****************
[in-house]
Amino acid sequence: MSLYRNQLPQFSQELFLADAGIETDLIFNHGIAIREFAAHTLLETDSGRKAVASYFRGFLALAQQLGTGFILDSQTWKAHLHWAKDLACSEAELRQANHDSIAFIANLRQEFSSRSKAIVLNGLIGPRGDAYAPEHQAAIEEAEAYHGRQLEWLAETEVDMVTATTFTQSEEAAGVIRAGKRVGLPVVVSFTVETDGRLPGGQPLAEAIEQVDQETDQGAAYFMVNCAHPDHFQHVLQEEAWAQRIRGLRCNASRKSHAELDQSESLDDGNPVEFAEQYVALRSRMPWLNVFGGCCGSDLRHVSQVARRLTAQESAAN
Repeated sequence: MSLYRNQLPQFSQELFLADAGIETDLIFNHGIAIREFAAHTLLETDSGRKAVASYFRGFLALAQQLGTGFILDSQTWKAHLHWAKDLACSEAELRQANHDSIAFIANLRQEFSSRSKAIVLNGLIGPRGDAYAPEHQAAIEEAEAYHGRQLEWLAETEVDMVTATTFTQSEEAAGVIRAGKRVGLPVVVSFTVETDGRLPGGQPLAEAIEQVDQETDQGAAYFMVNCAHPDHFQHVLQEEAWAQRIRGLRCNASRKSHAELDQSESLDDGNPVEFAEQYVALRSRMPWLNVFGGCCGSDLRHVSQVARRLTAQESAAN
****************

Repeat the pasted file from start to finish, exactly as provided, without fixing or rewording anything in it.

[in-house]
Amino acid sequence: MSLYRNQLPQFSQELFLADAGIETDLIFNHGIAIREFAAHTLLETDSGRKAVASYFRGFLALAQQLGTGFILDSQTWKAHLHWAKDLACSEAELRQANHDSIAFIANLRQEFSSRSKAIVLNGLIGPRGDAYAPEHQAAIEEAEAYHGRQLEWLAETEVDMVTATTFTQSEEAAGVIRAGKRVGLPVVVSFTVETDGRLPGGQPLAEAIEQVDQETDQGAAYFMVNCAHPDHFQHVLQEEAWAQRIRGLRCNASRKSHAELDQSESLDDGNPVEFAEQYVALRSRMPWLNVFGGCCGSDLRHVSQVARRLTAQESAAN
Repeated sequence: MSLYRNQLPQFSQELFLADAGIETDLIFNHGIAIREFAAHTLLETDSGRKAVASYFRGFLALAQQLGTGFILDSQTWKAHLHWAKDLACSEAELRQANHDSIAFIANLRQEFSSRSKAIVLNGLIGPRGDAYAPEHQAAIEEAEAYHGRQLEWLAETEVDMVTATTFTQSEEAAGVIRAGKRVGLPVVVSFTVETDGRLPGGQPLAEAIEQVDQETDQGAAYFMVNCAHPDHFQHVLQEEAWAQRIRGLRCNASRKSHAELDQSESLDDGNPVEFAEQYVALRSRMPWLNVFGGCCGSDLRHVSQVARRLTAQESAAN